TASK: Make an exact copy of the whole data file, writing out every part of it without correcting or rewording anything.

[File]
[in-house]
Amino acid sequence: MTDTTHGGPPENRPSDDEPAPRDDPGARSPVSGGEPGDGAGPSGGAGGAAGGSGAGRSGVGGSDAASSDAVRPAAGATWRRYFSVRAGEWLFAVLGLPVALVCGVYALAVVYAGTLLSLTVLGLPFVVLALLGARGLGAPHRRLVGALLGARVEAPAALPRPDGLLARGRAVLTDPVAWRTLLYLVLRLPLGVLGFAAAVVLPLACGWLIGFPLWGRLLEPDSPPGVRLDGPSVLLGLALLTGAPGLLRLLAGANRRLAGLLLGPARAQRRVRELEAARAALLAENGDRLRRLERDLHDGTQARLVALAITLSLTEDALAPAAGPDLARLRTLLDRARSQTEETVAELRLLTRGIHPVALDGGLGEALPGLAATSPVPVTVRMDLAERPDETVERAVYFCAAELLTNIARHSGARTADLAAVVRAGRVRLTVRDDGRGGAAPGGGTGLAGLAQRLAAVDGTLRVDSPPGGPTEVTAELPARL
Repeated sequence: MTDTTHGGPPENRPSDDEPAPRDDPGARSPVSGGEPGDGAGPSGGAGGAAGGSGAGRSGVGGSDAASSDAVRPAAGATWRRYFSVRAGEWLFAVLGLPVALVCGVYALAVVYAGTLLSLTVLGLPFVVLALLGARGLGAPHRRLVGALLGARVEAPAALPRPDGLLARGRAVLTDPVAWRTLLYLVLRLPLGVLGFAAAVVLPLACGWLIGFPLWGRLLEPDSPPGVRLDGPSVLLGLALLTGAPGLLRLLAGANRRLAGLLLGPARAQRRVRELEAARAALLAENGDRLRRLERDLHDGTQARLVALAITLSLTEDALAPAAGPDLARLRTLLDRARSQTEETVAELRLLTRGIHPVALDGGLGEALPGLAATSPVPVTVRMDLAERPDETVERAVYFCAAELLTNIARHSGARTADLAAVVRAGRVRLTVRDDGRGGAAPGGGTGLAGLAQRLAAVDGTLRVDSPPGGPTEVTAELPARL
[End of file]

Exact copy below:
[in-house]
Amino acid sequence: MTDTTHGGPPENRPSDDEPAPRDDPGARSPVSGGEPGDGAGPSGGAGGAAGGSGAGRSGVGGSDAASSDAVRPAAGATWRRYFSVRAGEWLFAVLGLPVALVCGVYALAVVYAGTLLSLTVLGLPFVVLALLGARGLGAPHRRLVGALLGARVEAPAALPRPDGLLARGRAVLTDPVAWRTLLYLVLRLPLGVLGFAAAVVLPLACGWLIGFPLWGRLLEPDSPPGVRLDGPSVLLGLALLTGAPGLLRLLAGANRRLAGLLLGPARAQRRVRELEAARAALLAENGDRLRRLERDLHDGTQARLVALAITLSLTEDALAPAAGPDLARLRTLLDRARSQTEETVAELRLLTRGIHPVALDGGLGEALPGLAATSPVPVTVRMDLAERPDETVERAVYFCAAELLTNIARHSGARTADLAAVVRAGRVRLTVRDDGRGGAAPGGGTGLAGLAQRLAAVDGTLRVDSPPGGPTEVTAELPARL
Repeated sequence: MTDTTHGGPPENRPSDDEPAPRDDPGARSPVSGGEPGDGAGPSGGAGGAAGGSGAGRSGVGGSDAASSDAVRPAAGATWRRYFSVRAGEWLFAVLGLPVALVCGVYALAVVYAGTLLSLTVLGLPFVVLALLGARGLGAPHRRLVGALLGARVEAPAALPRPDGLLARGRAVLTDPVAWRTLLYLVLRLPLGVLGFAAAVVLPLACGWLIGFPLWGRLLEPDSPPGVRLDGPSVLLGLALLTGAPGLLRLLAGANRRLAGLLLGPARAQRRVRELEAARAALLAENGDRLRRLERDLHDGTQARLVALAITLSLTEDALAPAAGPDLARLRTLLDRARSQTEETVAELRLLTRGIHPVALDGGLGEALPGLAATSPVPVTVRMDLAERPDETVERAVYFCAAELLTNIARHSGARTADLAAVVRAGRVRLTVRDDGRGGAAPGGGTGLAGLAQRLAAVDGTLRVDSPPGGPTEVTAELPARL